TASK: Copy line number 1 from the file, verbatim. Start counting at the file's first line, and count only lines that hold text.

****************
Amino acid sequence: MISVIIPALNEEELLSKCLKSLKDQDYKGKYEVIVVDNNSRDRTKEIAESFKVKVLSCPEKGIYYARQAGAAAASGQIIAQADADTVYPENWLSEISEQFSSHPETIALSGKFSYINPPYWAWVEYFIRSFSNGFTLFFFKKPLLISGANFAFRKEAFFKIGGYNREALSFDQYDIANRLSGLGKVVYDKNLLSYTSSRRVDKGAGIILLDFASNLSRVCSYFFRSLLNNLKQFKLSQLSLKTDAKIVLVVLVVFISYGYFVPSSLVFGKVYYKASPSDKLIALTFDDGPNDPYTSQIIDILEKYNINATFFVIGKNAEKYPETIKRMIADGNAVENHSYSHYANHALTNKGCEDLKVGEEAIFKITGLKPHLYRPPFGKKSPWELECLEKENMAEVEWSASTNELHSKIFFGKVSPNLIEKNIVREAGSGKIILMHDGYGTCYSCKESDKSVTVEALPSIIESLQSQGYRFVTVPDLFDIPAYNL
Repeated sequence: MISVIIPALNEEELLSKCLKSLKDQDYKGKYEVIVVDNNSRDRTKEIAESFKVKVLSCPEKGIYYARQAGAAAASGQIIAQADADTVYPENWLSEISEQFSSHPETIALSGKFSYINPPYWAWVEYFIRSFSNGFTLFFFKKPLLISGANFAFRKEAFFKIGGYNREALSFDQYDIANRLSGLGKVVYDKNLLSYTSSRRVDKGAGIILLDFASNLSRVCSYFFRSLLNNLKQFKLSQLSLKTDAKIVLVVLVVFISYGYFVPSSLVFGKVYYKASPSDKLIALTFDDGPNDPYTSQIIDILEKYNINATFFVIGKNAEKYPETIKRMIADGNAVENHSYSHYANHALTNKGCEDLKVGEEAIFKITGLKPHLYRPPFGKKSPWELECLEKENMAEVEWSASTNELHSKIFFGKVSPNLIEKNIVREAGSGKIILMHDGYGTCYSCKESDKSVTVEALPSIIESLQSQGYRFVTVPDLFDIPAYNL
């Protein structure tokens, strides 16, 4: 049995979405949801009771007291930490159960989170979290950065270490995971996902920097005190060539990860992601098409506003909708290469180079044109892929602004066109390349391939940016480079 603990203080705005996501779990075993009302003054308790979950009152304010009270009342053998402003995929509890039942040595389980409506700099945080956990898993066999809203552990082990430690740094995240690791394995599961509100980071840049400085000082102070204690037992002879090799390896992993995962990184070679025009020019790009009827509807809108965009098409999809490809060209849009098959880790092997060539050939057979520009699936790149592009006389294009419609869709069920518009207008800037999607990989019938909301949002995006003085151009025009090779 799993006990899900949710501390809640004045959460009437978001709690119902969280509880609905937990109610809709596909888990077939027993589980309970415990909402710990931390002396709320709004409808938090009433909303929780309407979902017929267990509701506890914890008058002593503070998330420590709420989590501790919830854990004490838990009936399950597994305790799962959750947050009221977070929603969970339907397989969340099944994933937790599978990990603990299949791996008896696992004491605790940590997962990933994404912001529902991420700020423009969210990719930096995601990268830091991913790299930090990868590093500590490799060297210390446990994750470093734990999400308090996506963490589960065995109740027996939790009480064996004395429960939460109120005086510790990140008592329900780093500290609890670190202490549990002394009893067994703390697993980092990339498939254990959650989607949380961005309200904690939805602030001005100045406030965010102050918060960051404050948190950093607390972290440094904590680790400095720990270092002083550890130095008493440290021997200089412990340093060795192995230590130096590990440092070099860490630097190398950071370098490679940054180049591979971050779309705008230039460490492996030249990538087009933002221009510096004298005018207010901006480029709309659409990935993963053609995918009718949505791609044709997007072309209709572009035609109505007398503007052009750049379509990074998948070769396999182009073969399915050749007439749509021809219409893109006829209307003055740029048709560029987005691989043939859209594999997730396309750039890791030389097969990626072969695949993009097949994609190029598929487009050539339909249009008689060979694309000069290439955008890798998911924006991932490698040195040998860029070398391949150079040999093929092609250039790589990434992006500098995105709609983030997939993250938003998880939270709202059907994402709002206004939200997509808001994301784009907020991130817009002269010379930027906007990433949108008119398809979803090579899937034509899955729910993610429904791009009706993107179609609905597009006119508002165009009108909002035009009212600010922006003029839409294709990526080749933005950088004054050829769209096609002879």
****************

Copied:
Amino acid sequence: MISVIIPALNEEELLSKCLKSLKDQDYKGKYEVIVVDNNSRDRTKEIAESFKVKVLSCPEKGIYYARQAGAAAASGQIIAQADADTVYPENWLSEISEQFSSHPETIALSGKFSYINPPYWAWVEYFIRSFSNGFTLFFFKKPLLISGANFAFRKEAFFKIGGYNREALSFDQYDIANRLSGLGKVVYDKNLLSYTSSRRVDKGAGIILLDFASNLSRVCSYFFRSLLNNLKQFKLSQLSLKTDAKIVLVVLVVFISYGYFVPSSLVFGKVYYKASPSDKLIALTFDDGPNDPYTSQIIDILEKYNINATFFVIGKNAEKYPETIKRMIADGNAVENHSYSHYANHALTNKGCEDLKVGEEAIFKITGLKPHLYRPPFGKKSPWELECLEKENMAEVEWSASTNELHSKIFFGKVSPNLIEKNIVREAGSGKIILMHDGYGTCYSCKESDKSVTVEALPSIIESLQSQGYRFVTVPDLFDIPAYNL